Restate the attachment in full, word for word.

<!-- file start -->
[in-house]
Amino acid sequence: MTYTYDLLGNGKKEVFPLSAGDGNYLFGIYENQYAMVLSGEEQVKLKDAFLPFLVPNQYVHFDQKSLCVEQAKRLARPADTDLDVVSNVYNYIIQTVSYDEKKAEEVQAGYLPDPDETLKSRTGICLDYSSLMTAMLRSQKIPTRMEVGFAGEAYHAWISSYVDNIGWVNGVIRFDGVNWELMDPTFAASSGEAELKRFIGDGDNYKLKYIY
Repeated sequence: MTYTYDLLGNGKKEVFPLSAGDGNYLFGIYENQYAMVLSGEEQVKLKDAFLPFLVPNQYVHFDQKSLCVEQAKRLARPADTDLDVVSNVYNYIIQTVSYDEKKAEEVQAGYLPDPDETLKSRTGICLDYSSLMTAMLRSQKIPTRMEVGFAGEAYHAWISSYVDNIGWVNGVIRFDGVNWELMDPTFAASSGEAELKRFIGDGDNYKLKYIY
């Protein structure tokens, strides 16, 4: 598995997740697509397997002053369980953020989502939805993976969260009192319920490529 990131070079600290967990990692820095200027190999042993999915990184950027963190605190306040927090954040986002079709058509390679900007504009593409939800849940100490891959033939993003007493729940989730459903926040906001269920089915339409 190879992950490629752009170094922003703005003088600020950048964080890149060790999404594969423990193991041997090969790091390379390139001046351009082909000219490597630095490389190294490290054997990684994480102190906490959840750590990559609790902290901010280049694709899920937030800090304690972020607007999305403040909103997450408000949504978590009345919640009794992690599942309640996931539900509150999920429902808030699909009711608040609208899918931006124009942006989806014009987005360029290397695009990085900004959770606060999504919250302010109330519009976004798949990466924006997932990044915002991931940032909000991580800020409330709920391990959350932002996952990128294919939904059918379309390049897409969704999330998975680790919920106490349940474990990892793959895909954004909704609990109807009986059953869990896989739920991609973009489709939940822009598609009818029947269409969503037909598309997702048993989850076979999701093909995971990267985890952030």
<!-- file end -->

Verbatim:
[in-house]
Amino acid sequence: MTYTYDLLGNGKKEVFPLSAGDGNYLFGIYENQYAMVLSGEEQVKLKDAFLPFLVPNQYVHFDQKSLCVEQAKRLARPADTDLDVVSNVYNYIIQTVSYDEKKAEEVQAGYLPDPDETLKSRTGICLDYSSLMTAMLRSQKIPTRMEVGFAGEAYHAWISSYVDNIGWVNGVIRFDGVNWELMDPTFAASSGEAELKRFIGDGDNYKLKYIY
Repeated sequence: MTYTYDLLGNGKKEVFPLSAGDGNYLFGIYENQYAMVLSGEEQVKLKDAFLPFLVPNQYVHFDQKSLCVEQAKRLARPADTDLDVVSNVYNYIIQTVSYDEKKAEEVQAGYLPDPDETLKSRTGICLDYSSLMTAMLRSQKIPTRMEVGFAGEAYHAWISSYVDNIGWVNGVIRFDGVNWELMDPTFAASSGEAELKRFIGDGDNYKLKYIY
């Protein structure tokens, strides 16, 4: 598995997740697509397997002053369980953020989502939805993976969260009192319920490529 990131070079600290967990990692820095200027190999042993999915990184950027963190605190306040927090954040986002079709058509390679900007504009593409939800849940100490891959033939993003007493729940989730459903926040906001269920089915339409 190879992950490629752009170094922003703005003088600020950048964080890149060790999404594969423990193991041997090969790091390379390139001046351009082909000219490597630095490389190294490290054997990684994480102190906490959840750590990559609790902290901010280049694709899920937030800090304690972020607007999305403040909103997450408000949504978590009345919640009794992690599942309640996931539900509150999920429902808030699909009711608040609208899918931006124009942006989806014009987005360029290397695009990085900004959770606060999504919250302010109330519009976004798949990466924006997932990044915002991931940032909000991580800020409330709920391990959350932002996952990128294919939904059918379309390049897409969704999330998975680790919920106490349940474990990892793959895909954004909704609990109807009986059953869990896989739920991609973009489709939940822009598609009818029947269409969503037909598309997702048993989850076979999701093909995971990267985890952030």